Wednesday, April 01, 2009

Choose One: Safe vs Real

Marcelo in the Real World by Francisco X. Stork
4Q 3P; Audience: J/S; recommended mainly to Gr. 9+

Wow. I started hearing raves about this book months ago from people had received ARCs (Advanced Reading Copies). I told one of my patrons about it and we've both been waiting impatiently for it to finally be published. Now that it's come in, I understand the high praise. It was worth the wait.

Marcelo doesn't operate in the world the way most people do. His condition can't be precisely defined, but he falls somewhere along the high-functioning end of the autism spectrum. He has difficulty expressing himself and reacting spontaneously. It's easy for him to get overloaded by visual and aural stimuli, and it's hard for him to concentrate on more than one thing at a time. He is obsessed with music and religion. Marcelo knows exactly how he wants to spend the summer before his senior year: working with the horses at Paterson, his school. It's the perfect job for him. Working with animals is easier than dealing with people, and Paterson is a quiet, safe environment. He'll be interacting with kids like himself and the teachers and staff members who work with them. His needs will be understood and nobody will challenge him. But his father has other plans for him. Arturo has never really accepted Marcelo's diagnosis or believed that Paterson was the best place for him. He thinks it's time for Marcelo take his place in the real world, where he'll be challenged, not coddled the way he is at school, so he's arranged for Marcelo to work in the mail room of his law firm. And he thinks Marcelo should attend the local high school for his senior year instead of returning to Paterson. Marcelo is resistant, but he has to admit that his father has always been fair to him and he thinks he can trust him (if trusting him means believing him). He reluctantly makes a deal with his father: If Marcelo works in the mail room and succeeds in following the rules of the real world for the summer, his father will let Marcelo decide which school to attend in the fall. If he doesn't succeed, Marcelo will attend the local high school.

Marcelo's experiences at the law firm range from comfortable enough to deeply upsetting. Though he knows that his boss, Jasmine, wanted someone else to get his job, she is patient with him. She doesn't overwhelm him with talk and she trusts him to do the job properly once it is explained to him. It surprises him to realize by mid-summer that they've actually become friends. But there are other people who are less willing to accept Marcelo's idiosyncrasies, and they make it difficult for him. And Wendell, the son of the other partner in the law firm, intends to take as much advantage of him as he possibly can. Marcelo's been warned about Wendell, and it's advice worth heeding. Wendell wants something from Marcelo, and he makes it clear that if Marcelo doesn't come through for him, he'll make sure Marcelo comes out on the losing end of his deal with his father.

It's stressful enough for Marcelo to have to deal with the demands, both work-related and interpersonal, of his job. But his stress level gets unbearably high when he comes across information about a major lawsuit the firm is a part of and realizes that the world isn't black and white and neither are people's motives. What should he do with this information, and what will it cost him in the end?


Many things come into play in this beautifully written book, including friendship, love, trust, sex, good vs evil, and morality. Almost all of it worked for me. Whether it's by having Marcelo explain his own thought processes or in his conversations with his mother and his rabbi counselor/friend, I loved the way Stork illustrated how Marcelo perceives the world and why things that seem unworthy of remark to most of us cause Marcelo to question them. I was rather fascinated by how his mind worked and by what processes he arrived at conclusions. In an odd way, I felt privileged to be given this entry into his world.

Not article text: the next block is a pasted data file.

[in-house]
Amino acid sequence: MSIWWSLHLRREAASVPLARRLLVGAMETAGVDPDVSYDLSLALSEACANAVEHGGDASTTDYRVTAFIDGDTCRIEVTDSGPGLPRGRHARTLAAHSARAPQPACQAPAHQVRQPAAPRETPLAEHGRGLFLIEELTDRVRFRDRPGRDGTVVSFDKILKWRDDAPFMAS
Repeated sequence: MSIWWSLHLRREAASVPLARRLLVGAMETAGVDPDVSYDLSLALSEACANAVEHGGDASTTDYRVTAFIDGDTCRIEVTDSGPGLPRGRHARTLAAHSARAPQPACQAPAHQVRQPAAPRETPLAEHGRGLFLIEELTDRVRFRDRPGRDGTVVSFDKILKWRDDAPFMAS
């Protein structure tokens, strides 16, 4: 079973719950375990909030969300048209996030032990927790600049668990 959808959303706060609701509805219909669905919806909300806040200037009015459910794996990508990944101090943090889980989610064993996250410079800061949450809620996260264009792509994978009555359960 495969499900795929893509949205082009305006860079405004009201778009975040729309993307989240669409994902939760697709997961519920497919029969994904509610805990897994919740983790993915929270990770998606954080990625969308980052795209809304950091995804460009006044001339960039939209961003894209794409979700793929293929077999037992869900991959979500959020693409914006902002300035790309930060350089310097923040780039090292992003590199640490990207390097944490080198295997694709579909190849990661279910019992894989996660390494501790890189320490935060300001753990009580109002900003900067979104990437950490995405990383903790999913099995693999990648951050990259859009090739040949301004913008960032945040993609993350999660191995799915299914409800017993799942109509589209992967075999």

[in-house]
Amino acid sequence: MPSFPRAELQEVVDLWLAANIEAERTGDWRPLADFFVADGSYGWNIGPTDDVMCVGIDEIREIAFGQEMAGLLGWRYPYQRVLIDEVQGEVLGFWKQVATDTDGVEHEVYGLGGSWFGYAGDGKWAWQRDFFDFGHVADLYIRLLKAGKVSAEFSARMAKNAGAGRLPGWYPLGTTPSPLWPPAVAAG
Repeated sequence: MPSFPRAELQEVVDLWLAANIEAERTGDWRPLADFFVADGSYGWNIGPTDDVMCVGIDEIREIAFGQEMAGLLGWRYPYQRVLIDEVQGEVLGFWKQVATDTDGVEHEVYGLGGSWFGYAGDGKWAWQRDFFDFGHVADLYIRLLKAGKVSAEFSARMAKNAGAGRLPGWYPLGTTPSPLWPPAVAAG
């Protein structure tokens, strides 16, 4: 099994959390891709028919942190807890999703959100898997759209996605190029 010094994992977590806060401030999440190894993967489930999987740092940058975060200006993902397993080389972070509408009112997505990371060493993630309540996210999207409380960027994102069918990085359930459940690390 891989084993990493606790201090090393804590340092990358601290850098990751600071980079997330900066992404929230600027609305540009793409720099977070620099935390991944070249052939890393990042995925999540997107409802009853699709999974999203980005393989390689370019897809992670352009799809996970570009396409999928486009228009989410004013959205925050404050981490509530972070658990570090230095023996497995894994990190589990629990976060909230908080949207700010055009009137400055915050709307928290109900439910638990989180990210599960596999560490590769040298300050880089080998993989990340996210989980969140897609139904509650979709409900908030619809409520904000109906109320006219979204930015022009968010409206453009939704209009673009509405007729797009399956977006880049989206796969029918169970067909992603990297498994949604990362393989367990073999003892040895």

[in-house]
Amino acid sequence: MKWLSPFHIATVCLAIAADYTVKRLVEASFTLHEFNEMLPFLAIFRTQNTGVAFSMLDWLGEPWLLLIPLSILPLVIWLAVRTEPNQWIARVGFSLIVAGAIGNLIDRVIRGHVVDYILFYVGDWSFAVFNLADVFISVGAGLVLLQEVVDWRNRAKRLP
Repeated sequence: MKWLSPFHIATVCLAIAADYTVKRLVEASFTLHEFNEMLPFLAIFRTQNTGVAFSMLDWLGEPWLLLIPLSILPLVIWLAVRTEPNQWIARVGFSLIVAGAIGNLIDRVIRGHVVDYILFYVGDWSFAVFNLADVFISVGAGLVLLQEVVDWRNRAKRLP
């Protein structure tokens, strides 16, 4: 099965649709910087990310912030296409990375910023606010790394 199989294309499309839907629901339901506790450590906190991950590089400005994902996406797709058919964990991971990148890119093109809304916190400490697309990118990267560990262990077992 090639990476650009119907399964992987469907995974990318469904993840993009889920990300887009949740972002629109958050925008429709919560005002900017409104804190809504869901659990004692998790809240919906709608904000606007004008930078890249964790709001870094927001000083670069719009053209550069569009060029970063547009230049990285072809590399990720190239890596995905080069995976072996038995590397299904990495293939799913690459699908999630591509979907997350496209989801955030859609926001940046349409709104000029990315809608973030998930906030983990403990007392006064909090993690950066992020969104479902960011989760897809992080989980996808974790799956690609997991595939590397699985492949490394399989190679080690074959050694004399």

I appreciated exploring the dynamics of Marcelo's various relationships. I just this moment realized that the people Marcelo finds easiest to relate to (his mother, his sister, his rabbi counselor, Jasmine) are all women. He's perplexed by his father and frankly frightened and confused by Wendell. Hmmm. I wonder if there's any significance to that.

Without going into specifics, I have some quibbles. I felt there was an inconsistency between what Jasmine says and what she does, mostly in regards to Vermont issues, and some of the scenes in that section of the book felt somewhat out of place with the rest of the book. And despite the growth Marcelo makes over the summer, I still felt that certain things play out too patly in the end, which made me change my initial rating from a 5 to a 4.

I'd recommend this book to high school readers, who will most appreciate Marcelo's struggle with moral dilemmas and following his own dreams vs his father's, and relate to his attempts to understand interpersonal relationships, including sexual ones. It will require a somewhat patient and mature reader who enjoys books that have as much to do with interior events as with outside action.
It is also a book that I would have no hesitation about recommending to adults, whether they self-identify as appreciators of young adult literature or not.

Quote: The world will always poke you in the chest with its finger.

That line really struck me when I read it. I liked the insight it gave into Marcelo and perfectly illustrates that he sees the world as threatening and oppressive. But in the larger context, it's just such vivid, evocative imagery.

There were other things worth quoting, but I had to give the book to my impatient reader before I really had the chance to search through it again for things I didn't write down when I should have!

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